All right, we’ve disposed with the American League and the National League East, now it’s time to focus on the division we tend to know the most about. It’s the division we’ll be watching all season long and, most likely, for good reason.
1) St. Louis–When you are the defending NL champs, you tend to get a lot of support. When you can make it to the World Series with a roster younger than some college teams (it seems like), the window of that support is much longer. When you can then upgrade that World Series team without tapping into that youth pool, you have to be the consensus division winner at the very least.
A rotation headed up by Adam Wainwright and with a full year of Michael Wacha, Shelby Miller and perhaps a solid contribution from Carlos Martinez is the envy of most of baseball. A bullpen with so many arms that people like Sam Freeman get sent to Memphis means few leads should evaporate. A lineup with Matt Holliday, Allen Craig, Matt Adams and a new addition in Jhonny Peralta has few holes. If the Cardinals do not win the division, there are going to be a lot of people wondering just what happened.
2) Pittsburgh–I think the battle for second is likely to be an interesting one and, while I have the Pirates here, I’m not completely sold on them. You can’t replace A.J. Burnett with Edinson Volquez and expect to have the same results. Will Francisco Liriano be able to stay healthy and continue his dominance of last season? (Odds are if the former is yes, the latter is as well.) We have to see if Gerrit Cole can repeat his rookie season and if the bullpen can be a positive force for good.
The offense should be OK, what with Andrew McCutchen, Pedro Alvarez and Russell Martin, but it wouldn’t be surprising if there was a bit of a letdown after such a great season in 2013. Then again, they have some young talent waiting in the wings, so any letdown won’t last long.
3) Cincinnati–Losing Aroldis Chapman for a while is a tough blow (though much tougher on him) but it’s not like Cincinnati did a whole lot this offseason to make you think they were going all-in on this season. What was their biggest move, Skip Schumaker?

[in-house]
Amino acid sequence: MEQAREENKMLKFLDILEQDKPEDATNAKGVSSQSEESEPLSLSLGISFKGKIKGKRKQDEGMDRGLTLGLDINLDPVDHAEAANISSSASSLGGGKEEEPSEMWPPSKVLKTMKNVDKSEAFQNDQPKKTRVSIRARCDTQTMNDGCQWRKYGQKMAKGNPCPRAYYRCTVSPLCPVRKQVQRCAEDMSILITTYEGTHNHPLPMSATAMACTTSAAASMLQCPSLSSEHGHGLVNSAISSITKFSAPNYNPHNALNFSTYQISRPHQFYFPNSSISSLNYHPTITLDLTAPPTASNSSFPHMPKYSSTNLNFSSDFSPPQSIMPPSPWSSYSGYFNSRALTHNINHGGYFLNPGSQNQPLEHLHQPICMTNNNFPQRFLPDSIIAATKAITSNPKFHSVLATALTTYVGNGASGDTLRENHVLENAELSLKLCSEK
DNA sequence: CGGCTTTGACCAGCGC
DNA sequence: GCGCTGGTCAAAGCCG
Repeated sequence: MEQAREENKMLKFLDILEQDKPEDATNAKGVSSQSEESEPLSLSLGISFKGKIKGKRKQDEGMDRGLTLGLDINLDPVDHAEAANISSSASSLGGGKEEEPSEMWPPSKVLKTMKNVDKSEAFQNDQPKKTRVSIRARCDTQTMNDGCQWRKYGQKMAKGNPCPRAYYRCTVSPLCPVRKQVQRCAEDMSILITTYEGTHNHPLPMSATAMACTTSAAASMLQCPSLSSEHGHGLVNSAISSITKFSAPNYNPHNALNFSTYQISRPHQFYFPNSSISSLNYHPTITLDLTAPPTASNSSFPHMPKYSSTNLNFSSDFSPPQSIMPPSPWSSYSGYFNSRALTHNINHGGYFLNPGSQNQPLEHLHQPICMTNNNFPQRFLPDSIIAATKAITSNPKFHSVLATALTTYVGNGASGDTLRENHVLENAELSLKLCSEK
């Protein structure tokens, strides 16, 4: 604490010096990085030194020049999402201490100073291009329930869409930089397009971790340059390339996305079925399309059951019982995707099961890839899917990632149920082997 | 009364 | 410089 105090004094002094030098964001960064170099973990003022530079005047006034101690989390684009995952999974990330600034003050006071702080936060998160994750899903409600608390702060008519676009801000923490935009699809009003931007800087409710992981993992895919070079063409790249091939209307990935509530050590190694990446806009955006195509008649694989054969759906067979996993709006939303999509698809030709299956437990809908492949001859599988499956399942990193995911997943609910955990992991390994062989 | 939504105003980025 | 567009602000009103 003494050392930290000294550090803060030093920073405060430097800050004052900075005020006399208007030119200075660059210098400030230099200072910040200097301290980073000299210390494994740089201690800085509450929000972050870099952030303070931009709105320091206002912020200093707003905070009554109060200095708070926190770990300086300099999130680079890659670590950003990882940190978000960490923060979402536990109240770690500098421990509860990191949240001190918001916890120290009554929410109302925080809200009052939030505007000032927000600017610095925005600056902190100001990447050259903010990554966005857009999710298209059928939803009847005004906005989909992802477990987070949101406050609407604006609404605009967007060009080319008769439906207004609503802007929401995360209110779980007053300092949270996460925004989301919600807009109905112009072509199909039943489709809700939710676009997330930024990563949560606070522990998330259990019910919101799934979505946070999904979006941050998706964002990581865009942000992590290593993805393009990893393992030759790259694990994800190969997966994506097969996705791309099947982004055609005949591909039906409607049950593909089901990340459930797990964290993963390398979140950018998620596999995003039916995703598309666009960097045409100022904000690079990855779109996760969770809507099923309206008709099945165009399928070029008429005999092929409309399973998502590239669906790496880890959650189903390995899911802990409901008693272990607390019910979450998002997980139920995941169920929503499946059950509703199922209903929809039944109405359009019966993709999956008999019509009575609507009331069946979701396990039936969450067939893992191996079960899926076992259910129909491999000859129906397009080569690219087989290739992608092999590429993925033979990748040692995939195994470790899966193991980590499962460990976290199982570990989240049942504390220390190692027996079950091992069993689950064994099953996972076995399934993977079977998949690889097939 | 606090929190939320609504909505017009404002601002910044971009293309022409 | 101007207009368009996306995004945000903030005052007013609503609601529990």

This team has a lot of positive things going for it, of course. Homer Bailey has finally turned the corner, you still have the lefty power in Joey Votto and Jay Bruce, plus (if he can get on) Billy Hamilton is going to be a game-changing force, but it still seems like there are question marks. Brandon Phillips has shown signs of decline–can he arrest that? What about the back end of the rotation? Can the bullpen hold it together? The Reds could easily pass Pittsburgh, but just as easily could be passed up by the Brewers.
4) Milwaukee—Ryan Braun returns, which gives folks that don’t care for the Brewers or the outfielder a convenient outlet for spleen-venting. However, he also brings a potent bat to a lineup that could really use one. Carlos Gomez had a good year and Aramis Ramirez still brings the thunder, but they can’t do it all on their own. You expect folks like Khris Davis to come back to earth, so the addition to Braun is a must have.
The rotation added Matt Garza, but otherwise is fairly middling. All of their pitchers are capable of shutting down the opposition, but none of them come across as being able to do it consistently. The bullpen seems the same way, with some flashes of greatness mixed in with a lot more mediocrity.
5) Chicago–Talk about a team that misses Houston, though even the Astros might jump over them this year. Jeff Samardzija seems unlikely to make it through the entire season in Cub blue, which will only downgrade the current squad which doesn’t have much room for downgrading left.
They have young pieces, including some well-regarded prospects almost ready for prime time, but there’s nothing here to indicate that there’s much hope for this season. Their window might just now be opening, but it’s just a crack at the moment.
Tomorrow, we’ll try tackling the NL West!